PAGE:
Yet despite these basic facts, generally accepted accounting principles have held that an operating lease on a building is neither an asset nor a liability. It’s just an expense reported off the balance sheet. Yet it does not always provide a faithful representation of leasing transactions, and a company’s liabilities.
In 2005, the the U.S. Securities and Exchange Commission asked the FASB to craft new rules after realizing that “approximately $1.25 trillion in non-cancelable future cash obligations committed under operating leases” were still being disclosed in financial statement notes rather than in the actual balance sheets. The FASB’s new standard on leases ends most distinctions between capital leases on equipment and operating leases such on commercial real estate.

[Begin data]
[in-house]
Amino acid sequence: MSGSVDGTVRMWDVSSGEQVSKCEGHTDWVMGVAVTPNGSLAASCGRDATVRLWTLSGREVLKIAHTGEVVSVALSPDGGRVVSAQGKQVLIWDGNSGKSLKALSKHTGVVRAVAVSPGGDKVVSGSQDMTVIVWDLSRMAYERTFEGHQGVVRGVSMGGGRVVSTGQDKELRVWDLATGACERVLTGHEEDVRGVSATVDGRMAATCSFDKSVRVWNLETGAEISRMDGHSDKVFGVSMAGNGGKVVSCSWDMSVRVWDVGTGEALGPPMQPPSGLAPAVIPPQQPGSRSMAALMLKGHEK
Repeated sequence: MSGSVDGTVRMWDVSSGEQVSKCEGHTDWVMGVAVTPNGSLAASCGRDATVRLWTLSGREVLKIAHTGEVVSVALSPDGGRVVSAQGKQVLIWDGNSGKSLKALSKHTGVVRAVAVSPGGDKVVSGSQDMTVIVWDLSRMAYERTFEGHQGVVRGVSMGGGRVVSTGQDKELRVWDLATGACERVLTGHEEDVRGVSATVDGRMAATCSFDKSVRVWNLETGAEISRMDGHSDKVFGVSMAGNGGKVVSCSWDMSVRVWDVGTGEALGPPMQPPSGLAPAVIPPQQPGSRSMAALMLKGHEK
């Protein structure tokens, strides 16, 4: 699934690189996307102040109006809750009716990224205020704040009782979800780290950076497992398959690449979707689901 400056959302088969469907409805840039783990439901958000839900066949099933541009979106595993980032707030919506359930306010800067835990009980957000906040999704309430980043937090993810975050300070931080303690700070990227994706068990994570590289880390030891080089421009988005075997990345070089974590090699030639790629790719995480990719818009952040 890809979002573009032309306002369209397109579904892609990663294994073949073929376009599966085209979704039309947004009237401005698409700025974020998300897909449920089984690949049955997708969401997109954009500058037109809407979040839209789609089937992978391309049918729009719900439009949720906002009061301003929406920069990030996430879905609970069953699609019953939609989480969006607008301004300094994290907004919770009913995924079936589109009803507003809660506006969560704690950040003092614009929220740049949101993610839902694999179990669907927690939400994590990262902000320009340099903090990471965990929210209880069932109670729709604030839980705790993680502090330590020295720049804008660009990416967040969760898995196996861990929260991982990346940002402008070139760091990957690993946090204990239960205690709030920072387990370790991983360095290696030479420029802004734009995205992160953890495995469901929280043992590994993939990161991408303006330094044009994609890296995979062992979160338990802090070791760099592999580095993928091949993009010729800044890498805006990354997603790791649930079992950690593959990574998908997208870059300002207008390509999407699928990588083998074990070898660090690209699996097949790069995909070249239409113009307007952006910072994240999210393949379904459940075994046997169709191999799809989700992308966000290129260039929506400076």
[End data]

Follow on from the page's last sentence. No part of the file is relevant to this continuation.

How does that work? When you lease a computer for five years, you’re basically buying it. You can’t do much with a five-year-old computer--it runs slow; it doesn’t have the memory you need. You might give it to your kid for homework, but then she’ll complain her video games won’t work right unless you get whatever all her friends have. So a leased computer costs nearly as much as a new computer because there’s not a huge market for used computers.
What the new FASB lease changes will do is turn office buildings into computers. You’re essentially buying the right to use a space for as long as your lease runs, and at the end turning over a used space that may not be as attractive to prospective tenants who have a variety of choices. Nor may the used space be as valuable to the building owner.